As part of the study, the researchers also plotted the conditions under which every type of structure forms. Simulations and experiments demonstrated that the protein-RNA complexes combine spontaneously and are held together due to chain entropy, weak electrostatic attraction, and repulsive interactions. A fragile balance of these forces decides whether hollow vesicles or liquid droplets will form, stated the scientists.

We argue that there is a tradeoff between these forces. When you have too much repulsion, the protein and RNA molecules stay separated. But when you balance these intricate forces, you see a stabilization of these different structures, liquid droplets or hollow condensates.”

Priya Banerjee, PhD, Assistant Professor, Department of Physics, College of Arts and Sciences, University at Buffalo

After finding the principle of the formation of vesicles, the researchers produced analogous hollow droplets using other building blocks, like synthetic polymers and designed polypeptides, proving that the findings may have wide applications.

Mahdi Muhammad Moosa stated, “We also observed that similar lipid-free vesicles can form with many proteins and RNA mimetics. The ability to pick and choose from a large pool of mimetics will allow customizable biotechnological application of these assemblies.”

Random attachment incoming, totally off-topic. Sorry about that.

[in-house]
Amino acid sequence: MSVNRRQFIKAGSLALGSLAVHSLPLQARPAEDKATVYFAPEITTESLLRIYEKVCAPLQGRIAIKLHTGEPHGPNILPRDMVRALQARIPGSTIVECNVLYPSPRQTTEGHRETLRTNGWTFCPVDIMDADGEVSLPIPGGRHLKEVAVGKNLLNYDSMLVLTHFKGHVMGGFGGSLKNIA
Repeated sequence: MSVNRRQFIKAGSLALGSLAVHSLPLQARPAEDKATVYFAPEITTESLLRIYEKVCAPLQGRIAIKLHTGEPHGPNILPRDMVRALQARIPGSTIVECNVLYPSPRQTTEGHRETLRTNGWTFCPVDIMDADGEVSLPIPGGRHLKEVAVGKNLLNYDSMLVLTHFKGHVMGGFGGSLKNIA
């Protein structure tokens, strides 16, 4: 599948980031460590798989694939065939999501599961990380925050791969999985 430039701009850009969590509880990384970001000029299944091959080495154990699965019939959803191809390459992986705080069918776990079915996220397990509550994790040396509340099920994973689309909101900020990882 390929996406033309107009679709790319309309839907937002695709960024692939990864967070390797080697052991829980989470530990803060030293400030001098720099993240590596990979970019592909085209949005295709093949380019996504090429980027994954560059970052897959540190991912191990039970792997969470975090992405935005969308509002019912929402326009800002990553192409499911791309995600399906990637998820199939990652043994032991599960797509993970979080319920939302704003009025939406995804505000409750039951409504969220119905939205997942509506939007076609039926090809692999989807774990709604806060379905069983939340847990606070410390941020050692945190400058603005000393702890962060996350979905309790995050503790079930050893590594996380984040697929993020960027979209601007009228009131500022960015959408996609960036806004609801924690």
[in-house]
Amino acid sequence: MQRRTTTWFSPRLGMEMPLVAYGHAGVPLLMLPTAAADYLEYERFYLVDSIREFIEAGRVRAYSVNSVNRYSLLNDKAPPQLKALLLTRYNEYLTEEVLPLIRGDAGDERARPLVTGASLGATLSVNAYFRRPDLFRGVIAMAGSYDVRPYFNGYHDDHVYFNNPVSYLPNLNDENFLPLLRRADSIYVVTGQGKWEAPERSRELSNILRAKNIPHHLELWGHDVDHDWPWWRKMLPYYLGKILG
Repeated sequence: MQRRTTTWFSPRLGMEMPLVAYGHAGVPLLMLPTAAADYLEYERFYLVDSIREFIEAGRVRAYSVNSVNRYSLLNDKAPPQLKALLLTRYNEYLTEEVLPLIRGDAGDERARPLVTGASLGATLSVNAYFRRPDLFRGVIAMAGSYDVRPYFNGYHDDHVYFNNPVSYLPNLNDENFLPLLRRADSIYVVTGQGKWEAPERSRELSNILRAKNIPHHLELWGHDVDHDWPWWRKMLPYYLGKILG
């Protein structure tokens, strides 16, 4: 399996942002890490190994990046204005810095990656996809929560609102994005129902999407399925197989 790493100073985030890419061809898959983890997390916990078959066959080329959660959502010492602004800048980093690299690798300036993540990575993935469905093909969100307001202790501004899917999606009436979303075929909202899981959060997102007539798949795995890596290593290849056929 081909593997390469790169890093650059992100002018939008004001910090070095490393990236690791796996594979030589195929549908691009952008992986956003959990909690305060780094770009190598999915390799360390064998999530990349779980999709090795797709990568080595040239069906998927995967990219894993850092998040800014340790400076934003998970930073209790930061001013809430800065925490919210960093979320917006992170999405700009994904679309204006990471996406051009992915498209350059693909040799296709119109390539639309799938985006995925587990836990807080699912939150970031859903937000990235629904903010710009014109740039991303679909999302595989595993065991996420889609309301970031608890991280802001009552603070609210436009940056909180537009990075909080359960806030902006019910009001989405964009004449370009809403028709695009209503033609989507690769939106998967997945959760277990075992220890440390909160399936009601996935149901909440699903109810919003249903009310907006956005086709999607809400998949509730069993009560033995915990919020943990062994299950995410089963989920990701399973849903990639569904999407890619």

The University at Buffalo has currently filed a provisional patent application for the lipid-free protein-RNA vesicles as well as the techniques for making the vesicles.

The recent work resulted from Banerjee’s previous study on protein-RNA complexes, which targeted the generation of liquid droplets from RNA and protein molecules.

In one experiment, “When we added more RNA to the droplets, immediately these compartments, these beautiful bubble-like structures, started forming inside those droplets. But it wasn't stable, and it went away in a few minutes,” recalled Banerjee.

That peculiar observation guided Banerjee’s team to initiate a research on ways to produce the hollow structures and protect them for longer periods of time, which was achieved by the new study. The study on hollow droplets as well as liquid may offer a better understanding of how analogous compartments form suddenly within human cells, Banerjee explained.

According to the scientists, one interesting aspect of the study is the formation of vesicular geometry, which is reminiscent of membranes, emerging from both protein and RNA molecules.

It is well known that lipids are the building blocks for biological membranes; however, the latest study indicates that other possibilities may be available for producing membrane-like barriers in biological systems that were not known before, concluded Banerjee.

Upcoming studies could analyze whether and how protein-RNA membranes can be used by cells to carry out specific biological functions.

Journal reference:

Alshareedah, I., et al. (2020) Phase transition of RNA-protein complexes into ordered hollow condensates. Proceedings of the National Academy of Sciences.


The opinions expressed here are the views of the writer and do not necessarily reflect the views and opinions of AZoLifeSciences.